With a population of 16.75 million, Delhi is the fastest growing city in India. Driven by migration and population growth, Delhi has been adding approx 1,000 people every day for many years. But the city has been unable to match the provision of housing and basic amenities with its rapid pace of growth. Consequently, the number, size and density of Delhi’s ‘informal settlements’ or slums has steadily increased. Nearly 52 per cent of Delhi’s slum dwellers are without basic services like water, electricity, sanitation, sewage system and proper housing (Census 2011).
WaterAid India started its operation in Delhi in 2008 to address urban WASH issues with the support from four grass-root organisations. The project “Swachch Dilli, Swasth Dilli” (Clean Delhi, Healthy Delhi) aims to enable increased access to WASH by addressing the delivery bottlenecks. The project supports communities to manage and monitor WASH services and service providers, and organise themselves as collectives who can demand for improved WASH services from the government.
The approach used demonstrates to local government and service providers an effective and replicable model of delivering WASH in the urban Delhi context. Using these models as evidence, WaterAid India and partners influence change in the practice and policies of the government to ensure delivery of basic services to the poor.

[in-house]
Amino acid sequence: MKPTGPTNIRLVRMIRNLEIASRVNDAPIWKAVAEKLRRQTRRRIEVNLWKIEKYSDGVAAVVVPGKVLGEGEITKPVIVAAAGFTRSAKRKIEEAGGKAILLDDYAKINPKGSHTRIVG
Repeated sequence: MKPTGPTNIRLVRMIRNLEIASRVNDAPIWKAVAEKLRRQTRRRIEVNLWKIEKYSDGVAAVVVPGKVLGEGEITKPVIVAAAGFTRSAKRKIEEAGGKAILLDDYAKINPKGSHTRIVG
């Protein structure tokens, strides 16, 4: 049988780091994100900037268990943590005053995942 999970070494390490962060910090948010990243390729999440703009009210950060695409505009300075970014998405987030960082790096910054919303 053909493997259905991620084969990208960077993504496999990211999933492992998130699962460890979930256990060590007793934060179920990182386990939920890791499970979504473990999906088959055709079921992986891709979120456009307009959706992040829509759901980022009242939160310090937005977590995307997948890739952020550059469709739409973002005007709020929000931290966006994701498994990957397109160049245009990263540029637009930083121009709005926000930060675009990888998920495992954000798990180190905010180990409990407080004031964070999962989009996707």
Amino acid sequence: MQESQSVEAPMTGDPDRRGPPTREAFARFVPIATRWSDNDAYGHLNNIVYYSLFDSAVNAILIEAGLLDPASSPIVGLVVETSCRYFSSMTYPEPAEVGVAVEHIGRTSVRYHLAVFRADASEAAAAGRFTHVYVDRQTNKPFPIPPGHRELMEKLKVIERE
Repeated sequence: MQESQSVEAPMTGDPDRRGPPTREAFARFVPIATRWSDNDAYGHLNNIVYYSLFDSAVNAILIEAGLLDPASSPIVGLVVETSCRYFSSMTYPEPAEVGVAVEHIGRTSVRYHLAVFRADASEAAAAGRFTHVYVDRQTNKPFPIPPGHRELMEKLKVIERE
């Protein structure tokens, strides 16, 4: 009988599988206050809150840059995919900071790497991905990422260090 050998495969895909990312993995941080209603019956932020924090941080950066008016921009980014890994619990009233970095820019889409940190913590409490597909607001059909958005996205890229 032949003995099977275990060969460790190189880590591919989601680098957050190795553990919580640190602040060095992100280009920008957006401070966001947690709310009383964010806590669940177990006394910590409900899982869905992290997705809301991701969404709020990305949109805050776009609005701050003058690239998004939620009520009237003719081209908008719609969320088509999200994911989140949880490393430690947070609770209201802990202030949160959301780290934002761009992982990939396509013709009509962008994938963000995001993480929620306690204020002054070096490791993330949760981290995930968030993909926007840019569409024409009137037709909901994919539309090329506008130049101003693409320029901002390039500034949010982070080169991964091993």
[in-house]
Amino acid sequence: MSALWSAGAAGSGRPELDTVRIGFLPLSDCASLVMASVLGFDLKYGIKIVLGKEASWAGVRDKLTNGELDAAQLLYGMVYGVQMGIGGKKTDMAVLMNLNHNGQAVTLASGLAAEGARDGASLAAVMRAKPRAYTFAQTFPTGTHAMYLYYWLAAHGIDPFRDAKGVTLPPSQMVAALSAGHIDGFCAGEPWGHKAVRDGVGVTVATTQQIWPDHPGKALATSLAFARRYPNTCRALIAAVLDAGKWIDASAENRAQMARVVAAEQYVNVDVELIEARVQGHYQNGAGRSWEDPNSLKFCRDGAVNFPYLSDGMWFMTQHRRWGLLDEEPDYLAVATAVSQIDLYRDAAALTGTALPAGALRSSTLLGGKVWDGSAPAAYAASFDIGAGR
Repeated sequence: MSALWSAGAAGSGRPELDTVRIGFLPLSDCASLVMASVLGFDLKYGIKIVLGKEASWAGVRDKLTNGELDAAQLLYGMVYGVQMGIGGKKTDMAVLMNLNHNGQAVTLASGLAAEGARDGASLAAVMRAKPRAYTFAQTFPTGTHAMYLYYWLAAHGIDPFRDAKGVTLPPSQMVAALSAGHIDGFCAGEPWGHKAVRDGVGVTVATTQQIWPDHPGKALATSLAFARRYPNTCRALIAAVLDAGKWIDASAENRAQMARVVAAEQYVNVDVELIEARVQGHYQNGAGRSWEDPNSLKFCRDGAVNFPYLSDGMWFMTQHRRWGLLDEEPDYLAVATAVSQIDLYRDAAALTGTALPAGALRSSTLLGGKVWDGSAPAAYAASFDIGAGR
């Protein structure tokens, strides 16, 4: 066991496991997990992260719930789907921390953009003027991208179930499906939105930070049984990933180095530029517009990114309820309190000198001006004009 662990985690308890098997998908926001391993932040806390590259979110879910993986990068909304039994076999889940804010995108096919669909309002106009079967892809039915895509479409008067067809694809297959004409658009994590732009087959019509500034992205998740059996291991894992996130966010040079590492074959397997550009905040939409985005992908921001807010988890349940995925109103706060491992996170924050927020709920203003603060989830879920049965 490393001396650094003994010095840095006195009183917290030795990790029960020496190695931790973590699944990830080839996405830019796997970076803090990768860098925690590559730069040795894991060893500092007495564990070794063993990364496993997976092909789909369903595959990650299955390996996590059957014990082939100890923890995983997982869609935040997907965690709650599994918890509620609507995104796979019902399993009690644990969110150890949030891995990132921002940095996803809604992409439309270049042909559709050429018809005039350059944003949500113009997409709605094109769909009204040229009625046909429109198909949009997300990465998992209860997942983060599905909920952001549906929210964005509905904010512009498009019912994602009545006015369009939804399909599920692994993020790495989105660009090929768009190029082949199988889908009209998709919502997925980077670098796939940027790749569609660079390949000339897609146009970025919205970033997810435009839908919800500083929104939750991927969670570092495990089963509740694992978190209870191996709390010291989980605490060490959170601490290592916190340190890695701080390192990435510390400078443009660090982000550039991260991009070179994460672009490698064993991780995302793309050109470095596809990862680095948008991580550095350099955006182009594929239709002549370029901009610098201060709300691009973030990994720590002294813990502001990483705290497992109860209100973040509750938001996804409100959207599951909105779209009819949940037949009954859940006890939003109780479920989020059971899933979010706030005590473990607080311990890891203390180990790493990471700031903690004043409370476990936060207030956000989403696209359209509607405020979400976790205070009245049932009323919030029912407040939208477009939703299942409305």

The programme supports government capacity to respond to increased WASH demand and to institutionalise citizen monitoring of services. Neglected issues such as menstrual hygiene management and issues related to the livelihoods of manual scavengers and sanitation workers are also addressed through this project.
In Delhi, at present we have presence in eight districts through five non-governmental organisation partners.
WaterAid India has also signed an agreement with Samajik Suvidha Sangham (SSS), Mission Convergence, Government of NCT of Delhi, as a technical agency to strengthen its WatSan component and promote hygiene education in the entire catchment area of Mission Convergence.
- We have reached 53789 people with water, 36415 with sanitation and 185163 with hygiene from April 2014 to September 2015.